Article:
SOUTHFIELD: American Dreaming

27 May

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There was once a blissful time in the United States when Americans believed anything was possible. After the Great Depression and two World Wars the country was recovering. The Big Three were back in the business of building cars. The public was in need of personal modes of transportation that would take them to newly developed suburban neighborhoods, shopping malls and trips across the country. Manufacturers grew huge styling departments, hiring artists to capture this new futuristic spirit. It was the “Golden Age” when cars were a thing of beauty, they stirred our imagination, put us in the mind of outer space, science fiction didn’t seem so far-fetched. These talented, mostly unknown, artists took eye appeal to a whole new level that shaped not only the auto industry but every facet of American design.

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We are at Lawrence Tech University in Southfield to view a historic collection of sketches assembled by Robert Edwards called ‘American Dreaming‘ Detroit’s Golden Age of Automotive Design. The exhibition takes us inside the styling studios of the American auto manufacturers from 1946 to 1973. The walls of a small banquet room are covered with framed sketches; created in pencil, pastels, ink and airbrush, their mere existence is incredible. Back then due to fierce competition between companies all drawings were ordered to be destroyed, preventing them from ending up in someone else’s hands. These drawings were smuggled out by the wildcat artists themselves under the threat of termination if they were ever caught. Today the room is crowded with appreciative viewers enjoying the works of Rodell Smith, Don Hood, Bill Brownlie, Allen Young, Del Coates, Carl Renner, George Krispinsky, John ‘Dick” Samsen and many others who names you may not recognize, but their designs you would.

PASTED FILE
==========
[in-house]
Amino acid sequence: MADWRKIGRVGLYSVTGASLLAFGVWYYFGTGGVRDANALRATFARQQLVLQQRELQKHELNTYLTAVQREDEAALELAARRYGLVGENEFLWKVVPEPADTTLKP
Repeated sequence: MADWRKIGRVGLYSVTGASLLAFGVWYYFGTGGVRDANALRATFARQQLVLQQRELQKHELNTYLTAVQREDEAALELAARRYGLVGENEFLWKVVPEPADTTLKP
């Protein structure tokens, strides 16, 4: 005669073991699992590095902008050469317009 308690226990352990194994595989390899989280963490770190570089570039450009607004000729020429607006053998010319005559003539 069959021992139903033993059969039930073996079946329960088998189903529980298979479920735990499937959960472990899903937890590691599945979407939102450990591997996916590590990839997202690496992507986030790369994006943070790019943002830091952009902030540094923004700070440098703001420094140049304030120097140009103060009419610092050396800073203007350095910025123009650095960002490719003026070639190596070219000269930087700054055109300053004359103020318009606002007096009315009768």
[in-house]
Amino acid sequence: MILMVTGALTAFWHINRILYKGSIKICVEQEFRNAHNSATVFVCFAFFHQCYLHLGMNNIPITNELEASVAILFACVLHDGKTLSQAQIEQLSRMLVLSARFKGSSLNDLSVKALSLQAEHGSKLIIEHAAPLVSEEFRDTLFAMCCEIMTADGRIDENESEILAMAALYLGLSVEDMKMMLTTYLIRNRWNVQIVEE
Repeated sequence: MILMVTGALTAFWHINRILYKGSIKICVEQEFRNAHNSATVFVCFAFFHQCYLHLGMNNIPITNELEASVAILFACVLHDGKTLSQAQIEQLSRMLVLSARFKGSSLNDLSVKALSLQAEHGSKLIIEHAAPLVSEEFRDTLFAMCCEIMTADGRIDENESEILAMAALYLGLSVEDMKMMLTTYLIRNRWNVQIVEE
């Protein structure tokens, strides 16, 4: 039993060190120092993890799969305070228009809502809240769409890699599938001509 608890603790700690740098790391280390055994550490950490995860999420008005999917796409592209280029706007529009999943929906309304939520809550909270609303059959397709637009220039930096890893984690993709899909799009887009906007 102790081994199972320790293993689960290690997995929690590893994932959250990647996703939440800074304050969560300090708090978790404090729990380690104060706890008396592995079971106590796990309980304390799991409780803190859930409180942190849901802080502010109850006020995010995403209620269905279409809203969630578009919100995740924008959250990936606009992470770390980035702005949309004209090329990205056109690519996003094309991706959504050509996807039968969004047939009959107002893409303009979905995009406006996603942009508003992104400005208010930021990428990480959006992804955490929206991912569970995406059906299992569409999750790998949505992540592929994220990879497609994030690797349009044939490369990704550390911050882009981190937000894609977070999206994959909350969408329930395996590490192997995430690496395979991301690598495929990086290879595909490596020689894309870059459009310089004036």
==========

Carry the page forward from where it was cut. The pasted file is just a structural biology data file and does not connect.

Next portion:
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We move around the room slowly, sidestepping others, dodging cameras, in effort to get a closer look. The designers were predicting the future and showing us how we would get there. The early sketches are more conservative in nature, traveling forward on the timeline bodies become exaggerated, elongated, surrounding landscapes are futuristic with rocket ships blasting off in the background; cars look like they could join them in space. There are renderings of Corvettes, Barracudas, Toronados and Gremlins, Studebaker, Packard, AMC, DeSoto and so many more. There are studies of interiors, wheel covers, hood scoops and badges. Model cars are displayed in plexiglass cubes, placards give us insight to the artists and their careers. The evolution of the automobile and the country is laid out in front of us, what an incredible ride it is!

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We take a brief walk around campus before going back to the Jeep. LTU was founded as a private university in 1932, classes were held in the former Model T assembly plant in Highland Park before moving to Southfield in 1955. Theory and Practice have always been the schools motto, offering degrees in Engineering, Architecture and Design. You may recognize the names of these former students: A. Alfred Taubman, Steven A Ballmer, Donald W Date, John Z DeLorean. Buildings are a mix of old and new, all modern in design; my favorite is the architecture and design building with its glazed brick, folded plate roof and courtyard. Landscaped gardens and sculpture dot the campus.